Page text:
Wednesday, October 1, 2014

The Psychology of Waiting Lines

Years ago Fedex ran a series of advertisements in which they noted; “Waiting is frustrating, demoralizing, agonizing, aggravating, annoying, time consuming and incredibly expensive.”  Much has been written in relation to the psychology, dynamics and science of waiting. The truth of this assertion can't be denied.  Few of us haven’t felt these emotions at one time or another. And many of us would have seen the collapse of queues in various forms and places. I recently watched this disorder (mob behaviour) arising suddenly from a perfectly ordered (behaved) queue outside a Sydney Apple store. I shall say more on this in a minute.

It’s understandable that in some, perhaps many  waiting situations there is no visible order to the waiting line. Waiting for a train on a busy platform comes to mind. Shopping for sales on Boxing day is another. Here the level of anxiety can be quite high and the group waiting resemble less a queue and more a mass of humanity. Instead of being able to relax, each individual remains in a state of nervousness about whether their priority in the line is being preserved. But what about an orderly queue? The assumption here is that a first in, first out (FIFO) system prevails.  Sasser, Olsen and Wycoff (1979) showed that one of the most frequent irritants mentioned by customers at restaurants is the prior seating of those who have arrived later.

And, in 1982 social scientists James Wilson and George Kelling described the broken windows theory. Consider a building with a few broken windows. If the windows are not repaired, the tendency is for vandals to break a few more windows. Eventually, they may even break into the building, and if it's unoccupied, perhaps become squatters. I’m not suggesting here that an orderly queue of people waiting optimistically for their new shiny gadget would over time track the theory of broken windows. However I am proposing that the smallest of triggers, perceived or otherwise, can drive a well-ordered queue that’s been maintained for many countless hours if not days to collapse rapidly and violently - the scene, as it turned out outside that Apple store in the very early hours of the morning.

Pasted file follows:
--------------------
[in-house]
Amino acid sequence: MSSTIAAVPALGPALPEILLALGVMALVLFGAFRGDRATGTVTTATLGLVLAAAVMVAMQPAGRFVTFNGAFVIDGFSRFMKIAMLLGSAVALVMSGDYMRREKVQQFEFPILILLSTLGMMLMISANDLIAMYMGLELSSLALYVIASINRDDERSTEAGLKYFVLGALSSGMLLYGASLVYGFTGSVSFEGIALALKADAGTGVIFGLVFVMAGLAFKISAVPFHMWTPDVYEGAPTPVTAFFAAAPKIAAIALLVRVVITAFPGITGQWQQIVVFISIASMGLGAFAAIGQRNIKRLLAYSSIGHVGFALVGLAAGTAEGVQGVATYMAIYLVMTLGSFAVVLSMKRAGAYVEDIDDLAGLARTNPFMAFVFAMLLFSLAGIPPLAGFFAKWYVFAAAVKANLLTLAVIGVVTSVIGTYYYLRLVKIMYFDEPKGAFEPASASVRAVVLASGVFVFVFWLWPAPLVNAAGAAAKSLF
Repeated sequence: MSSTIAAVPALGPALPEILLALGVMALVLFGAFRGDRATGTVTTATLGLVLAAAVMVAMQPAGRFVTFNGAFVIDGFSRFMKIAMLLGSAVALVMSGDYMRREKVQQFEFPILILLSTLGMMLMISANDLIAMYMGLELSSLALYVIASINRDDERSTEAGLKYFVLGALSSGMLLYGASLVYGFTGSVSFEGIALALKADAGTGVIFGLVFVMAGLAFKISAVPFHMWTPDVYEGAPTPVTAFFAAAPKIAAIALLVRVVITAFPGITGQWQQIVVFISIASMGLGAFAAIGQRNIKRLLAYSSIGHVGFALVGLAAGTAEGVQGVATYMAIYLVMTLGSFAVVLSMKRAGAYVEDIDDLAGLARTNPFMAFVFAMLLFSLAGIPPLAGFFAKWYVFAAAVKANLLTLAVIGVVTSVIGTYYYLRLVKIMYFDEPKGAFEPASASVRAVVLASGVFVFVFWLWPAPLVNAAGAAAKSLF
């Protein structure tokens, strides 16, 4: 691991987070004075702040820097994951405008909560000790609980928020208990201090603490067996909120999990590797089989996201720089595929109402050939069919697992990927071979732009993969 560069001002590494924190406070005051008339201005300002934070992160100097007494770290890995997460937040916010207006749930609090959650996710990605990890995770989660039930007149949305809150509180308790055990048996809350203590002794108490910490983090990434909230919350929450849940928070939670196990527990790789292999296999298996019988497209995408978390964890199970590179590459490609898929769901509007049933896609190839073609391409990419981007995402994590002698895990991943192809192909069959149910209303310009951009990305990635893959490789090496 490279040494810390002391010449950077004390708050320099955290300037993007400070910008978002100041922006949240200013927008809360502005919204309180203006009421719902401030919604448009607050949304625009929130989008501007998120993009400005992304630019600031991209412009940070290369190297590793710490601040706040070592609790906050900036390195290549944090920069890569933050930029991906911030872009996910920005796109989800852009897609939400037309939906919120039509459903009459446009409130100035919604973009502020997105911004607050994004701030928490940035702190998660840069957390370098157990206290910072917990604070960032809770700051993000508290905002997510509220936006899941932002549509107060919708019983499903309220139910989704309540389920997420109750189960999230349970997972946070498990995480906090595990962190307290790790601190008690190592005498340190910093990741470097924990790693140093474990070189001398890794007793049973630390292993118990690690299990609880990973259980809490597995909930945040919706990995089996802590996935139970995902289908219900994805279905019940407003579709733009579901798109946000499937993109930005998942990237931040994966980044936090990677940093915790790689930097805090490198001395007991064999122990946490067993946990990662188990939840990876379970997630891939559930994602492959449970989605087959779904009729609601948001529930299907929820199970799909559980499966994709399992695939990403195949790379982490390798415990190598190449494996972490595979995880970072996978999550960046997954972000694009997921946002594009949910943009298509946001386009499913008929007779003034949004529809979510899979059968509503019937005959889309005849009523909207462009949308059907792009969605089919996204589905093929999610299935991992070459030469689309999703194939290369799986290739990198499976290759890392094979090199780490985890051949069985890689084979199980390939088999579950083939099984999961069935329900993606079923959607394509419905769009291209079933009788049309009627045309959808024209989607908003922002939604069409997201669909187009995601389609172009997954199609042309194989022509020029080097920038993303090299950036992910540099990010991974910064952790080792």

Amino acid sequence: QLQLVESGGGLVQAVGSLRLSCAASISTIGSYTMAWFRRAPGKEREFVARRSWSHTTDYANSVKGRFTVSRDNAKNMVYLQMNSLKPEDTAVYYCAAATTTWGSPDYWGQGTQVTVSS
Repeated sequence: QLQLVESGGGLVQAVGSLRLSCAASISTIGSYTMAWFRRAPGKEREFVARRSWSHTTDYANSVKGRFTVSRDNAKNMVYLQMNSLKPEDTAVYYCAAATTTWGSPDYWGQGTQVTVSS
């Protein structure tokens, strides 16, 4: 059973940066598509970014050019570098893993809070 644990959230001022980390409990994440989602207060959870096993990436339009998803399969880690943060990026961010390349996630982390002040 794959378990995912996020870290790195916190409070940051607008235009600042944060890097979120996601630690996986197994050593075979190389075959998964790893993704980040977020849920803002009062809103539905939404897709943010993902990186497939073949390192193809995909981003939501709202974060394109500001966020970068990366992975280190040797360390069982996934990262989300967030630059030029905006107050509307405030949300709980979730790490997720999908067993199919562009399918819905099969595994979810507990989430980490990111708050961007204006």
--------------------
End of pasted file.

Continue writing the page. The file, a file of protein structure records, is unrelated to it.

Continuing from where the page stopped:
In 1985 David Maister provided some insight in the psychology of waiting lines.  He proposed the following:

  • People want to get started.
  • Anxiety makes waits seem longer.
  • Uncertain waits are longer than known, finite waits
  • Unexplained waits are longer than explained waits
  • Unfair waits are longer than equitable waits
  • The more valuable the service, the longer the customer will wait
  • Solo waits feel longer than group waits

So what turned people, mostly adults, who were otherwise waiting their turn patiently and enthusiastically into a mob of lawless, aggressive queue jumpers requiring the intervention of a significant number of police officers that threatened delaying the opening of store?

For starters, you could argue that there was an element of that “uncertain wait.” Rumours were spreading, as they do, up and down the large queue that the said shiny gadget was in short supply and therefore many will miss out. Also, the idea that “unfair waits are longer than equitable waits” was beginning to take hold. People were reserving places in the queue for their family and others.  Many in the queue were complaining that the queue in front of them was getting progressively longer than behind them. And, now that I’m thinking about it… was the product of such perceived value that it justified the multi-day wait? Perhaps so… but only until the next new new thing!

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